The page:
New York courtroom drama fuels Turkish-US tensions

December 03, 2017
Ripple effects. A file photo shows Turkish- Iranian businessman Reza Zarrab arriving at a courthouse in Istanbul in a separate case against him. (AP)

Washington - Turkish anger over a US District Court trial impli­cating Turkish President Recep Tayyip Erdogan as a key figure in illicit transactions benefiting Iran and an escalating row about US military support for Kurds in Syria pushed ties between the United States and Turkey to a new crisis point.
The government in Ankara said the trial in New York is part of a con­spiracy aimed at stopping Turkey’s rise towards becoming a regional power. The court heard testimony from Turkish-Iranian businessman Reza Zarrab about corruption in the Turkish government related to illicit gold trade with Iran.
“Turkish officials continue to see the trial as a political effort by the United States,” said Howard Eissenstat, associate professor of history at St Lawrence University in Canton, New York, and non-resi­dent senior fellow at the Project on Middle East Democracy in Wash­ington.
“My concern is that Turkey will badly miscalculate its response and create a more explosive situation than already exists,” Eissenstat wrote via e-mail.
Relations between the United States and Turkey, putative NATO allies, went through a rocky patch marked by Turkish frustration with US policies in Syria and with Wash­ington’s reluctance to extradite Fethullah Gulen, a US-based Mus­lim cleric accused by Ankara of or­ganising last year’s coup attempt. In the United States, there have been growing calls for the Trump administration to take a tougher line with Turkey after Erdogan’s bodyguards were filmed beating protesters in Washington during a visit by the Turkish president in May.
Ties appeared to be on the mend after a phone conversation be­tween Erdogan and US President Donald Trump in November. Anka­ra said Trump promised to end US arms shipments to Syrian Kurds, a long-standing demand by Turkey. However, the trial in New York and a row over US weapons in Kurdish hands dampened hopes for a nor­malisation.
Zarrab, 34, testified in a federal trial against Mehmet Hakan Atil­la, a senior manager at Halkbank, a state-run bank in Turkey that prosecutors said was involved in illegal transactions in gold that circumvented US and UN sanc­tions against Iran. Before the trial opened November 28, the Turkish government tried to have Zarrab freed and returned to Turkey. He has been testifying as a witness for the prosecution after reaching a plea deal that he said was the most promising way to freedom since his arrest in Florida in March 2016.
In his most explosive testimony, Zarrab said Erdogan — then prime minister — and then-Finance Min­ister Ali Babacan ordered the start of the illicit trade with Iran that brought Tehran billions of dollars at a time the country was blocked from international financial trans­actions because of its nuclear pro­gramme. Zarrab said he paid more than $60 million in bribes to Zafer Caglayan, Turkey’s economy min­ister at the time.
Erdogan rejected the charges and said Turkey did not breach sanc­tions. “We did the right thing,” he said.
Accusations about Zarrab’s role in the illegal gold trade with Iran first appeared in Turkey in late 2013, leading to the resignation of four ministers from Erdogan’s cabi­net. At the time, Erdogan called the investigation a conspiracy by Gu­len and had the prosecutors fired.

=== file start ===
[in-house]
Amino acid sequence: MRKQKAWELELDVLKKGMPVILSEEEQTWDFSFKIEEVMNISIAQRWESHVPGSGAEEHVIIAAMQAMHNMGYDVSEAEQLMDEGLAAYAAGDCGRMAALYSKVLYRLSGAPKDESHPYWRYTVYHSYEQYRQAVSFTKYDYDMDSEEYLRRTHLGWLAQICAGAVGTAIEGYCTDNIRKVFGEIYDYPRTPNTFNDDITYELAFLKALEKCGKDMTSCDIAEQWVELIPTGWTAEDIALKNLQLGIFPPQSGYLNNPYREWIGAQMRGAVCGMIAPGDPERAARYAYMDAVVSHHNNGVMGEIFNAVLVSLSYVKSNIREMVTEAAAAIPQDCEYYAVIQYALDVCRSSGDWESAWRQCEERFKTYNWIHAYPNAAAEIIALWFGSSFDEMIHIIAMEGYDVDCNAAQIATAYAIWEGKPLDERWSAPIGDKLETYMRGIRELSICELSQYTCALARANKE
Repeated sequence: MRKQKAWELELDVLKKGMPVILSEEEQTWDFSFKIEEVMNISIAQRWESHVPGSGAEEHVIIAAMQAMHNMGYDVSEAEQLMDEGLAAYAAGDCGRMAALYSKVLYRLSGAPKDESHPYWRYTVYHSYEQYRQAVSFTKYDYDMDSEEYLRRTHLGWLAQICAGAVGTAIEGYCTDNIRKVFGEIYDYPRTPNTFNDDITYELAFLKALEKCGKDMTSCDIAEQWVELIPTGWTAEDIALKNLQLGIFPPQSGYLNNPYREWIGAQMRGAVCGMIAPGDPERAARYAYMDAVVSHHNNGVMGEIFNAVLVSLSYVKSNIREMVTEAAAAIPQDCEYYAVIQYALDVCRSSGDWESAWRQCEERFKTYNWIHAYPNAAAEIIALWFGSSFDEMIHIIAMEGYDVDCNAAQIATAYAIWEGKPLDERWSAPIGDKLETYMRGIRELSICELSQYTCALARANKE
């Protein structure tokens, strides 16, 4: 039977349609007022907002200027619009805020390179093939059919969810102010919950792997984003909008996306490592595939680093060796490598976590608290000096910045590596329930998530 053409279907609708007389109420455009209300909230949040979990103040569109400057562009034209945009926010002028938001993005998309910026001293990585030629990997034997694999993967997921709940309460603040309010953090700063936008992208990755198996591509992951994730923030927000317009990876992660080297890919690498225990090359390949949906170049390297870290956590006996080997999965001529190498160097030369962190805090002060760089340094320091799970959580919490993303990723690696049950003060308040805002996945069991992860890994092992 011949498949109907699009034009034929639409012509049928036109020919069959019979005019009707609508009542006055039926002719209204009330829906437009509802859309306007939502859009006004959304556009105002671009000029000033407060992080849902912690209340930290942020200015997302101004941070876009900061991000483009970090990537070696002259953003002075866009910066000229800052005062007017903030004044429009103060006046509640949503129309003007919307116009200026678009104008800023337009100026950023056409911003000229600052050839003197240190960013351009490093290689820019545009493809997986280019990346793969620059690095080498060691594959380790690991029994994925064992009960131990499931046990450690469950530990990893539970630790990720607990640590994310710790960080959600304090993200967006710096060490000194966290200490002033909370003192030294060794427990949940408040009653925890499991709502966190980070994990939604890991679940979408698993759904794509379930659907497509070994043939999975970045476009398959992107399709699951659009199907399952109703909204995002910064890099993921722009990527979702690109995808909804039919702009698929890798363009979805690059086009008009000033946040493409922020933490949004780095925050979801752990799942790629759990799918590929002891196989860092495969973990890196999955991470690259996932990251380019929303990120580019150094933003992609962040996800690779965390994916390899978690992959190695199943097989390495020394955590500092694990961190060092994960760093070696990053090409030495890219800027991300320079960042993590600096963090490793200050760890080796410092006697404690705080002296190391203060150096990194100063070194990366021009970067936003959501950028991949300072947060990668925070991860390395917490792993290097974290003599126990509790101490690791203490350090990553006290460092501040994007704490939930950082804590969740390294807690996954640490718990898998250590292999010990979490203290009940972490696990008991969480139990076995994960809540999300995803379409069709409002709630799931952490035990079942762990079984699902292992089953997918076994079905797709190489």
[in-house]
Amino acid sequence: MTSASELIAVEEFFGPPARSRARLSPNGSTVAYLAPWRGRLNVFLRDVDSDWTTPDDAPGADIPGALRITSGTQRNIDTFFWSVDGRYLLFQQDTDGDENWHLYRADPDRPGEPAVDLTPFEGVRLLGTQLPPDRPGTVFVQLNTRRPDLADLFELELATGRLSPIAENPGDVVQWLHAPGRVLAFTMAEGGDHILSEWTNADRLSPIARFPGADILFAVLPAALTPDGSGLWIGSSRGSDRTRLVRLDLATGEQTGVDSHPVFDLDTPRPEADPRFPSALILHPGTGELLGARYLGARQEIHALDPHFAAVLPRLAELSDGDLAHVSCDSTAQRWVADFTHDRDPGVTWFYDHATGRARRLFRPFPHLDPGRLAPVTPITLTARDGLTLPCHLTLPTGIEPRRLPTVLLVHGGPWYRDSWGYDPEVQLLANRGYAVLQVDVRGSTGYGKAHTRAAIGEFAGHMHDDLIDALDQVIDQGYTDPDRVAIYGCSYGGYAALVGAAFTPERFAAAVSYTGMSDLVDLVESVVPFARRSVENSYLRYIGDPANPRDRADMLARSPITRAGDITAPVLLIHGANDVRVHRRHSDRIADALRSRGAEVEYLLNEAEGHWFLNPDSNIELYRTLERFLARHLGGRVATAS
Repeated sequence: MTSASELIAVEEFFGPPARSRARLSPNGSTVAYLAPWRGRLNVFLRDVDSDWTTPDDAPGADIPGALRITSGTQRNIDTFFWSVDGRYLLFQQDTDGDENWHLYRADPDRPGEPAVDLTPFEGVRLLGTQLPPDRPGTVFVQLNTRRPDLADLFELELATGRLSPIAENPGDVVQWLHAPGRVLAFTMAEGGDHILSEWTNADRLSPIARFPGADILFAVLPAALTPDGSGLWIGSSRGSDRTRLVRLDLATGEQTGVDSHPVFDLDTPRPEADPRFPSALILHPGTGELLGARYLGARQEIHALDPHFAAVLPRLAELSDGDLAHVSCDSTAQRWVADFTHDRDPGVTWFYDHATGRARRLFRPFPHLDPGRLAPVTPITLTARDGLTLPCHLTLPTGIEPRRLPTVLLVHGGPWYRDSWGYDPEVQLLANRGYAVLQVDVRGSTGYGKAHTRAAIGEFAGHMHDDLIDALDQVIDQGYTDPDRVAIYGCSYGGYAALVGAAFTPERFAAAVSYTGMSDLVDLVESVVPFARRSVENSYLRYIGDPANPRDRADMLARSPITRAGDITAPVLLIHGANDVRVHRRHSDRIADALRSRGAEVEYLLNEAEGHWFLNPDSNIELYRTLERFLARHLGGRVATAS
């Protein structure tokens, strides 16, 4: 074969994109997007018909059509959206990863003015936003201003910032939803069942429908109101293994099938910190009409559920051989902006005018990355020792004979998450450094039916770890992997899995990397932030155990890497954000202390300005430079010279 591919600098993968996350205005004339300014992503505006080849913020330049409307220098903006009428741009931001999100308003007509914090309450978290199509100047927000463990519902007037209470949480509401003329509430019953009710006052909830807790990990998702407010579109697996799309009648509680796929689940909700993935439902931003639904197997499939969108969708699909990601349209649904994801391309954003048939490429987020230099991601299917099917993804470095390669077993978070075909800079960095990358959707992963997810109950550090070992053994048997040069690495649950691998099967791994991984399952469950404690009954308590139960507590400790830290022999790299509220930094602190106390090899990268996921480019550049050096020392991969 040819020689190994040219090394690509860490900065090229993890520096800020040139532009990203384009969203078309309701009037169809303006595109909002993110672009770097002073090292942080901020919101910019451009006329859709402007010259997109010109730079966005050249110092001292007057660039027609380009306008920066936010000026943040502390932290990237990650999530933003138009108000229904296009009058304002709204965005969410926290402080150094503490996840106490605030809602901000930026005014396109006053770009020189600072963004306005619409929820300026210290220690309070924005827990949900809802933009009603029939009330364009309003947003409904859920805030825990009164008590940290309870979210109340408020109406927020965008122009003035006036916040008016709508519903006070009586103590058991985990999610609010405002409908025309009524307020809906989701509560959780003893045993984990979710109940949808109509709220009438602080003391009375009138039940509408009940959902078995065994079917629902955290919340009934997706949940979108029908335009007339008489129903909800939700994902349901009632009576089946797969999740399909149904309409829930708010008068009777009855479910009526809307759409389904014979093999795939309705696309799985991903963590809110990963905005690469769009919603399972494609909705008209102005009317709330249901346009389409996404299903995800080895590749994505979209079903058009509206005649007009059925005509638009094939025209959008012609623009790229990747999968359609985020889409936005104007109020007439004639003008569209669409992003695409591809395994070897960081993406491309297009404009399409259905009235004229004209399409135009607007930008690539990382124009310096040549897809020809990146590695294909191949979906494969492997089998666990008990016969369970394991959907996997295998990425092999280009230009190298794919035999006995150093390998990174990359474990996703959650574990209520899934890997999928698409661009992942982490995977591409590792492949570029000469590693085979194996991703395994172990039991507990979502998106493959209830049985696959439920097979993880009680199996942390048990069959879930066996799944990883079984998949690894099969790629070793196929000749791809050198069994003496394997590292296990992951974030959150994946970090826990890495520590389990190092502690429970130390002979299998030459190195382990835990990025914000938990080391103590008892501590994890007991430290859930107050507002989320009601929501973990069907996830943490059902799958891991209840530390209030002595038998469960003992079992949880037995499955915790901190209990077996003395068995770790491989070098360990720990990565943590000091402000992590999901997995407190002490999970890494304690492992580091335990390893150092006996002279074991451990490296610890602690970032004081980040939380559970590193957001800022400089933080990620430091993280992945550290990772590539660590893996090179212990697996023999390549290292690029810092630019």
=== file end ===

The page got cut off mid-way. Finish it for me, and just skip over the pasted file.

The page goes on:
Ankara said the New York trial is an attempt by the Gulen move­ment, called the Fethullah Terror Organisation (FETO) by the Turk­ish government, to mount pressure on Turkey through the US court system.
“It is clear FETO has hijacked the American justice system with the Zarrab case and they are trying to use it to create a smear campaign that they hope will eventually harm Erdogan,” Ilnur Cevik, an adviser to the Turkish president, wrote in the pro-government newspaper Daily Sabah. Turkish Prime Minister Bi­nali Yildirim also said the goal of the New York trial was to harm Turkey.
Meanwhile, Zarrab, long pre­sented by Ankara as an innocent man caught in the clutches of the US judiciary, is now portrayed as a potential traitor because of his will­ingness to testify. On December 1, Turkish prosecutors ordered the seizure of Zarrab’s assets in Turkey because of espionage charges.
Fresh accusations by the opposi­tion in Ankara put Erdogan further on the defensive. Opposition leader Kemal Kilicdaroglu said members of Erdogan’s family transferred millions of dollars to off-shore ac­counts to evade Turkish taxes. In response, Erdogan filed a lawsuit against Kilicdaroglu, seeking ap­proximately $385,000 in damages.
As far as the government is con­cerned, it is not a coincidence that Kilicdaroglu published his accusa­tions while Zarrab was testifying in New York. Cevik wrote that an “international slander campaign” was “launching a well-planned, two-pronged slander campaign at home and abroad.”
The heightened tension was re­flected in exchanges between Turk­ish and US officials about Wash­ington’s military support for the People’s Protection Units (YPG), a Syrian-Kurdish militia seen by the United States as an important ally in the fight against the Islamic State but regarded as a terrorist group by Turkey.
Following Trump’s phone call with Erdogan, the US Defence De­partment declined to confirm that all military support for the YPG would stop. The United States would “collect any arms that would threaten our ally Turkey,” Pentagon spokesman Eric Pahon told Tur­key’s state-run Anadolu Agency.
That statement drew an icy re­sponse from Erdogan’s spokesman Ibrahim Kalin. “Others do not de­cide who or what threatens our national security, the Turkish Re­public does,” Kalin said, Anadolu reported.

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